Issue of May 17, 2015

Courier Anniversary Issue
Other Links:

My take on the Sto Tomas forest reserve case

(Atty. Fran M. Claver, our favorite environmental lawyer, borrows our column this week to give her interesting and enlightening take on the Sto. Tomas Forest Reserve case.)

The petitioners have not yet received their official copy of the decision in the Writ of Kalikasan case involving Mt. Santo Tomas Forest Reserve.
However, the text is available for anyone to read in the Court of Appeals website.

The court has spoken. Its decision cannot be any clearer. It gave very specific directives to the concerned government agencies, the local government of Tuba, the Municipal Assessor, and the Philippine National Police to do certain tasks. The instructions are clear enough and do not require any interpretation.

When the Kalikasan case was pending, the petitioners and the respondents were on “opposite sides of the fence,” so to speak. We were protagonists who were out to prove our respective claims in court. But that is done and over with. With the court’s decision, we are no longer competitors in a case. Let us close ranks and work together to comply with the court’s verdict. The petition was filed primarily to put a stop to the destruction of the forest so that its bounties which we presently enjoy will be preserved and something remains to be passed on to the future generations. This should be our common mantra from now on.

The decision constitutes the very road map which unites the concerned government agencies, the LGU, the police force, and all advocates for environmental protection. The decision is there not to be used as a platform to start bashing individuals and entities who are perceived not to have performed their tasks. Less so, the decision is there not to be utilized to glorify any of the petitioners or even their counsels. It is time to go beyond the bashing, the credit grabbing, and divisiveness which the Kalikasan case may have unwittingly created. The difficult part is yet to start. Most importantly, the plight of the present occupants of the forest reserve – especially the most vulnerable is something which confronts us in light of the pronouncements of the CA.

While working to enforce the court’s ruling, there is need to address the concerns of the farmers, gardeners, and occupants. This is something which the decision did not touch on. Emotions remain high with the recent decision and it is evident that the situation is sparking off a tendency towards pitting the Sto. Tomas community against the petitioners and environmental groups. In a recent article, the mayor of Tuba was supposed to have stated words to the effect that the petitioners’ intent (in filing the Kalikasan case) is good as it is meant for the protection of the environment but that the petitioners “failed to see how the writ would affect residents within the reservation; they only thought of Pungayan.” It is hoped that the mayor was misquoted here. The Kalikasan case was precisely brought with the intention to saving Santo Tomas in order that the water sources and the bounties which it provides and which we presently enjoy can be passed on to the future generations. The beneficiaries of the effort to preserve the forest reserve are the future generations which include those of the occupants of Pungayan.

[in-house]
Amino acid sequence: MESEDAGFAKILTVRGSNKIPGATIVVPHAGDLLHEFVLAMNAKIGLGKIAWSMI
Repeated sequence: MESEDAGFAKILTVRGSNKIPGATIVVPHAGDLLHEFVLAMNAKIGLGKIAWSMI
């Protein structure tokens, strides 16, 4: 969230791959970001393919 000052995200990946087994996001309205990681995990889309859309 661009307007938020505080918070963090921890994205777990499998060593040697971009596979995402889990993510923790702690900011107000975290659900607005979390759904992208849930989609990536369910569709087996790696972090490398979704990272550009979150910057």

To say that the Kalikasan case was brought to save the environment without regard for the welfare of the residents is to peddle a dangerous and divisive concept. Anyone who claims to love Baguio (and Benguet) and who believes in saving what is left of the fragile environment, need not subscribe to the fallacious concept that protecting the ecosystem means disregarding the plight of the communities. It has been proven time and again that, given the proper education, settlers in the forest zones are the best guardians of the forest itself.

The petitioners are private citizens and have only their advocacy. However, the Department of Environment and Natural Resources Office, Environment Management Bureau, Provincial Environment and Natural Resources Office, Community Environment and Natural Resources Office, Tuba municipality and its corresponding offices have the mandate, as well as the authority, and that they are capable of putting into action plans and programs in order that the court decision can be enforced. The agencies and the Tuba municipality now call the shots in implementing the decision. As for the petitioners, they have a supporting role. The petitioners however are willing to join hands with the agencies, Tuba municipality, other environmental advocates and most importantly, the communities in Santo Tomas, to ensure that the decision will not go to waste. We, the petitioners, see ourselves as partners in this long and arduous journey to preserve Santo Tomas forest reserve for our children and generations to come.

As a first step, it is suggested that the leadership of the DENR and the Tuba municipality hold a stakeholders’ meeting which includes the affected Santo Tomas communities, the petitioners, Baguio Water District, the local church and other environmental advocates to map out coordinated plans in enforcing the decision with due consideration for the issues of the present occupants. From now on, we are all partners in this herculean task.

This is my humble take.

Home | About Us | Editorial Policy | Contact Us
News | Opinion | Snapshots | Week's Mail | Obituaries
Copyright © 2007. All Rights Reserved.